Here’s a good example.
One recent morning, before we were actually open, before my steaming hot tall mocha with whipped cream was settled on the counter to cool while I counted out the bank, the phone rang.
I answered, realizing the mistake even before the handset reached my ear, knowing the risk of answering an open line without savoring the first cup of the day. The woman on the other end wanted to know if she could return a set of luggage she had bought “a couple of years ago.”
I could tell by her tone that I didn’t even want to know exactly how many years we were talking about. I had a Kreskin moment, a vision of dusty and cobwebbed deluxe rolling carriers in a half-lit spot within a sea of closet darkness, and asked her if she had purchased an extended service plan with her luggage. Without the ESP there is a one year warranty. She indicated that she had not, so I asked what the problem seemed to be with the bags. Maybe there was another way we could help her.
“Well, I’ve had these bags for, like, two years now, and I really don’t use them. I don’t have anywhere to go.”
The voice didn’t seem that old, didn’t sound particularly….. well, particular. I had no idea how this person could have found themselves with a complete set of luggage and nowhere to go. “Well…”
“Look, I want my money back. I don’t need these suitcases and I want a refund, okay?”
I was tempted to make a clever remark that would contrast the logic she was using and a Salvador Dali painting.
I couldn’t think of one.
I gave her the phone number for our corporate headquarters and continued with the opening of the store.
A few hours later the tall mocha was reduced to a tall empty coffee cup with a thin residue of dried melted whipped cream around the rim.
I was contemplating the possibility of another mocha when another woman with a suitcase issue walked in.
She was about five-one, brown hair pulled back in a pony tail, 100 pounds, mid thirties or so. She was dressed buisness casual, black skirt, white blouse, Serengetti sunglasses, diamond studs in her earlobes.
The bag she brought in was a model number KT303 twenty-two inch standard rolling carrier that looked like it had been hit with a truck immediately before it was dropped from a great height.
Now granted, they call the line Ballistic Luggage, but really, there are limits. I couldn’t help but wonder how this petit woman had managed to so violently murder ber baggage. The collapsing handle was torqued out of shape, and the hard plastic cap that the handle recesses into had a large chunk sheared off of it. This is the same ABS plastic that is used in stuff like bullet proof vests. A vest uses thicker plates of it, but you get the idea. This is as tough a suitcase as you’ll ever need, and part of it had been ripped clean off. The corners were scuffed down to the reinforcement material. This bag had given its all.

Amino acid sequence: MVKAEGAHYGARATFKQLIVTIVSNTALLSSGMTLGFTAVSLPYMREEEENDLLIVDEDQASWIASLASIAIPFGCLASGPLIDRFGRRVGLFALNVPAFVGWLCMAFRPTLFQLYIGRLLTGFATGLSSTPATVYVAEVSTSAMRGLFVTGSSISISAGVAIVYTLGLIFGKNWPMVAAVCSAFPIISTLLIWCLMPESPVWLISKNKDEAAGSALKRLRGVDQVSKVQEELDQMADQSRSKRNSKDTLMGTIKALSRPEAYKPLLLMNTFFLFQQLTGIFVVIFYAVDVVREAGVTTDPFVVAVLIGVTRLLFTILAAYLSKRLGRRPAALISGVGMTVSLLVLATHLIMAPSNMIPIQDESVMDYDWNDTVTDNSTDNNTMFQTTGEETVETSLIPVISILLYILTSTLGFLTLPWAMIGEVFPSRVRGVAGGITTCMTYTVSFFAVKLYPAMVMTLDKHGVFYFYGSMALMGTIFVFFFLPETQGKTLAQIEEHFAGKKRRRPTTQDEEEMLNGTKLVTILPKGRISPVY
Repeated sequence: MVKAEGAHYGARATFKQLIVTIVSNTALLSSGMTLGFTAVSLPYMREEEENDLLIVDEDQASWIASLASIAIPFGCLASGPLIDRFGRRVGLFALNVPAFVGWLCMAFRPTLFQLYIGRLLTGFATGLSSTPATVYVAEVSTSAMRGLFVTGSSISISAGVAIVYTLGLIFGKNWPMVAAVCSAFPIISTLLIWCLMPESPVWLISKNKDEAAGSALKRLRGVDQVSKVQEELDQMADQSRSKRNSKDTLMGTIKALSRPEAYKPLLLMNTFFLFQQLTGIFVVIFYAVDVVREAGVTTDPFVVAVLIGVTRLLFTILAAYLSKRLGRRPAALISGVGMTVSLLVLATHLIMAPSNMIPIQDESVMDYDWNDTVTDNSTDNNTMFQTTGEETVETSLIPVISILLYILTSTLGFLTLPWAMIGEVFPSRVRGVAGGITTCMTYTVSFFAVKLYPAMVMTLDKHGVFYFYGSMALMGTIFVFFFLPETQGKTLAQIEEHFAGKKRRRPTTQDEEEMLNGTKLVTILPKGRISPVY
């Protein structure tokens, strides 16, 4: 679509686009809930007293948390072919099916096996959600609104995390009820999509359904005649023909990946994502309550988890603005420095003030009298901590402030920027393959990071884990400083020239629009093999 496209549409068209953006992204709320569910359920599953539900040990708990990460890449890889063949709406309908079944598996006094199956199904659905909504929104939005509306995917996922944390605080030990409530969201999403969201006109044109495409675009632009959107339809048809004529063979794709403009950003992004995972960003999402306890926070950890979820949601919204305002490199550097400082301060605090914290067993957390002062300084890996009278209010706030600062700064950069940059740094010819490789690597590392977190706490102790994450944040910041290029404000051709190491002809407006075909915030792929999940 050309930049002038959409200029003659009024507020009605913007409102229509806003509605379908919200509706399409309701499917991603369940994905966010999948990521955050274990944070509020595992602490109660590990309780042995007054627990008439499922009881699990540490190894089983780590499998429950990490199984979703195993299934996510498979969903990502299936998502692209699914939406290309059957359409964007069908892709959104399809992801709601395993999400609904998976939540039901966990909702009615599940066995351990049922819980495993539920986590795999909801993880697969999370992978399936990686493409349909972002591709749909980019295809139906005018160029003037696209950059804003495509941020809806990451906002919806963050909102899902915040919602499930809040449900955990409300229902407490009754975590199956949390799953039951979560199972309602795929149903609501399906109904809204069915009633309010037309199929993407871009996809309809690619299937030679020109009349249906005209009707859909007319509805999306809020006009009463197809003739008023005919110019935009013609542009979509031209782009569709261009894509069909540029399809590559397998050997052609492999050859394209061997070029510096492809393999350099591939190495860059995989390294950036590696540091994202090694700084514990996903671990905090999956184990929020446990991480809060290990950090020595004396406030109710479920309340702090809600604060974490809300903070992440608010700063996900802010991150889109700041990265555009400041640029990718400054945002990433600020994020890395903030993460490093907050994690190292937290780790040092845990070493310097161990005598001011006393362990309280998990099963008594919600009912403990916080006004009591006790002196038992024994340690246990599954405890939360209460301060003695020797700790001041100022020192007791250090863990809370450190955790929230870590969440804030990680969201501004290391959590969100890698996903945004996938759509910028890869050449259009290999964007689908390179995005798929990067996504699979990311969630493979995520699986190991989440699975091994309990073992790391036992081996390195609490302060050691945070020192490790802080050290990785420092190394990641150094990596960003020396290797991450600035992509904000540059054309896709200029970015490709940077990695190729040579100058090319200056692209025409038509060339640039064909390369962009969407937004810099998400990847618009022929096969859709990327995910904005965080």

She claimed it was defective.
I said. “Ma’am, which part of this bag exactly is defective?”
“WELL, LOOK at it. It’s totally worn out.”
“Yes, I’d say it is, but warranties don’t cover abuse.”
“What makes you think it’s been abused?”
Crazy people tend to gravitate to me.
I dated a psych major once, she told me that people under stress often are helped by having a fantasy world they can escape to. When things are too rough, they daydream about their “happy place.” Prisoners of war often spoke of this type of technique in dealing with torture. She said her happy place was a quiet house with a deck, high on a bluff overlooking the ocean. She told me about it over a tall latte.
There was no way I was going to replace that KT303. My guess was either the baggage handlers had done an impromptu stress test (as they are sometimes wont to do) or she had some kind of bizzare accident. If she broke it, too bad, if the airline broke it, it was up to her to file a claim with them. From her reaction when I politely explained these facts to her I started to wonder if maybe she hadn’t been bored one day and sat around gnawing on it for a few hours. She wanted satisfaction, but all I would give her was the phone number of our district manager. Based on the beating that bag had taken, even Mick Jagger wasn’t goin’ to get no satisfaction. When she finally left it was definitely time to jet down to grab a cup of french roast.
Standing in line, I decided that if my happy place had a cliff in it, I should probably jump, or at least throw someone over. I think that’s how you really know you’ve lost it, when your happy place has a dead body at the base of it.
If I had to pick a happy place, it would probably be a coffee shop. Most people I know in customer service and/or retail sales drink a lot of coffee. We eat junk food, drink coffee, take a lot of vitamins, more coffee. We bitch about the customer, the corporate reps, and especially the payscale, usually over a cup of coffee.
Sometimes I think it’s all an evil plot thought up by Juan Valdez. Sure, he seems like some harmless old guy leading his burro up the mountain to hand pick each bean when it’s at the peak of flavor, but what if he really works for human resources?